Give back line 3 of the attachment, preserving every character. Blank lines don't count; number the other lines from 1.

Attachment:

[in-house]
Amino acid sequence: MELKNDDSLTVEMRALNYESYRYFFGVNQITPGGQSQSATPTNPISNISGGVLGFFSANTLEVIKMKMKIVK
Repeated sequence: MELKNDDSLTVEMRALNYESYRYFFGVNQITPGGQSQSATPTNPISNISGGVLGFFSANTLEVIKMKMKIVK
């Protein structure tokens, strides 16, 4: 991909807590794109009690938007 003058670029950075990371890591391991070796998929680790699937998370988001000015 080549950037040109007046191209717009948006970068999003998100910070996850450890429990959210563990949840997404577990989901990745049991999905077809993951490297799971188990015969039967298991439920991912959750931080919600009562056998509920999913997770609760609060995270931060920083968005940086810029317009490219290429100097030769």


Repeated sequence: MELKNDDSLTVEMRALNYESYRYFFGVNQITPGGQSQSATPTNPISNISGGVLGFFSANTLEVIKMKMKIVK